Early use of "phatt" (1873)
dave at WILTON.NET
Tue Jun 1 05:17:38 UTC 2004
Henry Wheeler Shaw, who used the pseudonym was born and raised in
Massachusetts. As an adult he settled in Poughkeepsie, NY, where he did most
of his writing. "Josh Billings" was poor, white, and rural. I assume that he
was supposed to be from either New England or upstate NY.
Whether this represents a continuous line of usage is a question. I would
suspect that the modern, urban use of "phat/phatt" is a separate coinage.
dave at wilton.net
> -----Original Message-----
> From: American Dialect Society [mailto:ADS-L at LISTSERV.UGA.EDU]On Behalf
> Of Sam Clements
> Sent: Monday, May 31, 2004 8:36 PM
> To: ADS-L at LISTSERV.UGA.EDU
> Subject: Early use of "phatt" (1873)
> Using Newspaperarchive, we find:
> 3 June, 1955 _Bennington(VT) Evening Banner_ 8/5
> (This article is referring to Copies of "Josh Billings' Farmer's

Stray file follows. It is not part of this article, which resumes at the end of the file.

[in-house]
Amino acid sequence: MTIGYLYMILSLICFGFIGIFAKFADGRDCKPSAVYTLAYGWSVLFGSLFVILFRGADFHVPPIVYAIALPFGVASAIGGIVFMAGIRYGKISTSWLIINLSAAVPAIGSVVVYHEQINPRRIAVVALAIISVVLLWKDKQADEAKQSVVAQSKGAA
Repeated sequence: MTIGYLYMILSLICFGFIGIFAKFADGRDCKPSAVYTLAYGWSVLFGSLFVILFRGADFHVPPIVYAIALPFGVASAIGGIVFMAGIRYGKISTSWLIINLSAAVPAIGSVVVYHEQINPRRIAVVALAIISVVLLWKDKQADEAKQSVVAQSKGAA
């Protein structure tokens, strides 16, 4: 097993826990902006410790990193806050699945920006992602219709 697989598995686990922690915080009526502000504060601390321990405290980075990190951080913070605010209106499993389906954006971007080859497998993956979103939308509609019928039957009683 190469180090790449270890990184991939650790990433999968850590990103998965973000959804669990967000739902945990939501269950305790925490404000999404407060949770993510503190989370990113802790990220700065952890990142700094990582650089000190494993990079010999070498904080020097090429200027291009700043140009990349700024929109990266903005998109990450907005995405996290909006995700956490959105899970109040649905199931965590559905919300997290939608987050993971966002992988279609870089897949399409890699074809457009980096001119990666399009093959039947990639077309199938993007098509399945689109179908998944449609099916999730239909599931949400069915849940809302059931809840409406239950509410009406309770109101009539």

> Alliminax." One was 1873, one was 1878.
> <<Here is a sample of what she found in the 1873 copy:
> Joel Briggs a peddlar was,
> A peddlar of renown,
> He delt in tin ware and sl(?)ich,
> And druv frum town to town.
> "Once his hoss had been a nag,
> A troiting nag at that,
> But now he was a pelter,
> An enny thing but phatt.>>
> Now--I have a question. What's the dialect that 'Josh Bilings'
> stuff represents? Black? Poor white? I'm sure that I could
> find it, but others here surely know the answer, and it's getting late.
> Sam Clements
More information about the Ads-l